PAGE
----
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Term Definition
Term Definition
Scientific Classification:
Fungal Infection
Most Common Pathogens:
Microsporum Canis, Microsporum Gypseum, and Trichophyton Mentagrophytes
Dermatophytosis (Ringworm) is a superficial fungal infection of the skin and hair coat. In cats and dogs Microsporum Canis is the most prevalent in both species, with as many as 90% of cats with Dermatophytosis are infected by M. canis. Although zoonotic and highly contagious between animals, Dermatophytosis is treatable and not life-threatening. Treatment, although usually successful, can be costly, particularly in a shelter environment, where infected kittens must be isolated and withheld from adoption for prolonged periods of time until resolution is confirmed. Because of the highly contagious nature of this disease, variable clinical presentations, cost associated with treatment and higher occurrence in the most adoptable population of cats (i.e., kittens), an accurate and timely diagnosis is needed to facilitate disease identification and treatment.
Transmission and Pathogenesis:
The primary method of transmission is via direct contact with another infected animal. In some cases, the disease can be contracted via contact with contaminated fomites (including other exposed animals and human handlers). Key to establishment of the disease is damage to the skin, because healthy skin is a natural barrier to infection. Predisposing factors include but are not limited to the following: age extremes (very young or very old), geographic areas (more common in warm humid regions), concurrent systemic diseases, physiological stress, and overcrowding. The primary infective unit is the arthrospore, which is shed from infected hairs. Skin lesions develop when a critical mass of infective material contacts the skin, defeats natural host defenses, and starts to germinate. The superficial skin and hair are infected, and as the pathogen grows, it produces more infective spores. This results in hair loss, erythema (redness), and scaling of the skin. The incubation period from infection to visible lesions is 1–3 weeks, depending on where the lesions are located.
Dermatophytosis can present with variable clinical signs. Therefore, specific diagnostic tests are recommended to accurately diagnose or rule out Dermatophytosis in suspect animals. Screening by Wood’s lamp examination can be a rapid screening tool to detect infection, particularly when combined with direct examination of fluorescing hairs. However, out of the three dermatophyte species commonly identified in veterinary species, only Microsporum Canis produces detectable fluorescent metabolites. In addition, sebum and certain medications can also fluoresce, resulting in potential false-positive results.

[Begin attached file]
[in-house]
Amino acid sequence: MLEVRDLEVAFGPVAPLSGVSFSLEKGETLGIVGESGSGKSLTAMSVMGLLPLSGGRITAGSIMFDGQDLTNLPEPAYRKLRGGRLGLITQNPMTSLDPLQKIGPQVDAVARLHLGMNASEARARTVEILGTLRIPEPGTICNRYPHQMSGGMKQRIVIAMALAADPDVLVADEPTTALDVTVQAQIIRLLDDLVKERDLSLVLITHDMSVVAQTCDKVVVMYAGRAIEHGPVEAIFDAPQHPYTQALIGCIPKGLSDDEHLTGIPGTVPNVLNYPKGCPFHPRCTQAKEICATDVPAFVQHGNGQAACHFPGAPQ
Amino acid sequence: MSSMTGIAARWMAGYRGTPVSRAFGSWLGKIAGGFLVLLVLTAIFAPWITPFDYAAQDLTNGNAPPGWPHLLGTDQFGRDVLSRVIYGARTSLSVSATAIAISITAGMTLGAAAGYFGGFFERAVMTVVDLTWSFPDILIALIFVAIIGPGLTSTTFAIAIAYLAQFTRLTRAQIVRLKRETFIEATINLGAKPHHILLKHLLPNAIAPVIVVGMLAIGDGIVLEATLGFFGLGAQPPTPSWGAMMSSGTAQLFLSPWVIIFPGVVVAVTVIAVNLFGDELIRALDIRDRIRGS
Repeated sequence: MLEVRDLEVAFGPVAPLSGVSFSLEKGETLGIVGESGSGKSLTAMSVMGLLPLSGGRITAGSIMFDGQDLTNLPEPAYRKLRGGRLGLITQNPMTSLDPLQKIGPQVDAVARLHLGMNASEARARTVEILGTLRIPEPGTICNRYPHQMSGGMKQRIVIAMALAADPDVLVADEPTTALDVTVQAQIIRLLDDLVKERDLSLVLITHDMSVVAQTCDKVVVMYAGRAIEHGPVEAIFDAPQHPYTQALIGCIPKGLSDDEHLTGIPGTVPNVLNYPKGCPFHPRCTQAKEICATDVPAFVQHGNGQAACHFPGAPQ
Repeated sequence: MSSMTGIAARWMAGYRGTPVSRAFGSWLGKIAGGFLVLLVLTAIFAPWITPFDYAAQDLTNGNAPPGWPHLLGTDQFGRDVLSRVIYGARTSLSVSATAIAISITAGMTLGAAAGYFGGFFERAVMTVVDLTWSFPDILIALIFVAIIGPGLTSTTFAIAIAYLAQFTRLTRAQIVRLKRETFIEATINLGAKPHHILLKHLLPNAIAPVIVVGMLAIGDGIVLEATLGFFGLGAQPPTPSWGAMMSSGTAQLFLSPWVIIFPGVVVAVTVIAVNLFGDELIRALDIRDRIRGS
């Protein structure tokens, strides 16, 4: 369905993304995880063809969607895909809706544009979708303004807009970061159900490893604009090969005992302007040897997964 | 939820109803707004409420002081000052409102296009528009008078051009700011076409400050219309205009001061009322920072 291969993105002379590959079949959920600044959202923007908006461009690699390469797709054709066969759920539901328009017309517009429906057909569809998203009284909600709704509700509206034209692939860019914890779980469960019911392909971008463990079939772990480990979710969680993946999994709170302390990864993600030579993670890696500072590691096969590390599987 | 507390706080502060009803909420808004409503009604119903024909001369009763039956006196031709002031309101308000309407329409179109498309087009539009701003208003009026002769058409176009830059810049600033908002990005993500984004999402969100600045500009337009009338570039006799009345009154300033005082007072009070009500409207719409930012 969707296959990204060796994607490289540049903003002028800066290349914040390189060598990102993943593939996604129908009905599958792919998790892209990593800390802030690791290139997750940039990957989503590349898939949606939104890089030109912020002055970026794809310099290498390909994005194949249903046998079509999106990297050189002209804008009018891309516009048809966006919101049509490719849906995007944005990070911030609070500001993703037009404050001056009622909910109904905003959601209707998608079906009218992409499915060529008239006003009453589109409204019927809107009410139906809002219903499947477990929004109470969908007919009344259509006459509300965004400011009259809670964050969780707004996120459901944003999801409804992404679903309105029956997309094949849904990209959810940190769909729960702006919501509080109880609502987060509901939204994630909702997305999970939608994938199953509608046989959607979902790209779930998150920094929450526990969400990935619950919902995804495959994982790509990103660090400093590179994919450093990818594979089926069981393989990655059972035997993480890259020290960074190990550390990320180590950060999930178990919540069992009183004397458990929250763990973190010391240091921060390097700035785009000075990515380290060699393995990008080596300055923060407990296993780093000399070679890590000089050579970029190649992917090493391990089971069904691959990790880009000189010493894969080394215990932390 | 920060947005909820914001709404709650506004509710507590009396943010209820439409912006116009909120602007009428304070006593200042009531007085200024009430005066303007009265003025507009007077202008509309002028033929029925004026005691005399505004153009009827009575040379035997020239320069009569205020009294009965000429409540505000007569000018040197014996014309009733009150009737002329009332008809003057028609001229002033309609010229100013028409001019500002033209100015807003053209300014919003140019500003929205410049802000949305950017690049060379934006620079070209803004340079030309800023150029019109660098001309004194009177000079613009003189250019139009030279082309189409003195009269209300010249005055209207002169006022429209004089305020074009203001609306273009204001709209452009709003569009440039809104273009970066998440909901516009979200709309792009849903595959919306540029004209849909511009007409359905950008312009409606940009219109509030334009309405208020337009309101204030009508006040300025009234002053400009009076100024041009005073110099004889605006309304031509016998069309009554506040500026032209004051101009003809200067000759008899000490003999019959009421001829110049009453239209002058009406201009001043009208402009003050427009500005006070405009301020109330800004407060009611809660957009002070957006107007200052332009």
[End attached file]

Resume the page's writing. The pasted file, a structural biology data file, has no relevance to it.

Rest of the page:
The most widely used diagnostic or confirmatory test is a fungal culture and is considered the gold standard. In-clinic dermatophyte growth media culture plates, which include a color indicator, are available to help in identifying suspect colonies. However, many common nondermatophyte fungi may also cause color change, and if microscopic examination of fungal spores is not performed to confirm growth, there is a high risk of false-positive results.
The most significant limiting factor with fungal cultures as a diagnostic test is that it can take 7–21 days to determine if a specimen is culture positive or culture negative. This lag time may result in spread of the disease from an infected animal to another susceptible host, ongoing cost of isolating a suspect animal, or unnecessary treatment of an animal if the decision is made to treat pending results. Both situations can have serious health consequences. In people, this situation is further compounded by a higher rate of false-negative cultures as a result of daily hygiene practices. Because of the need for a faster and more accurate diagnostic test, diagnosis in people is increasingly being made via molecular testing with polymerase chain reaction (PCR). This technology is now widely available for use in veterinary patients.
IDEXX Panel (3565):
The Ringworm (Dermatophyte) RealPCR™ Panel is an accurate diagnostic tool for Dermatophytosis in cats and dogs, providing results in 1–3 working days, dramatically faster than traditional fungal culture. The panel includes Microsporum spp., Microsporum canis, and Trichophyton spp. real-time PCR tests and performs with greater than 95% sensitivity and 99% specificity.
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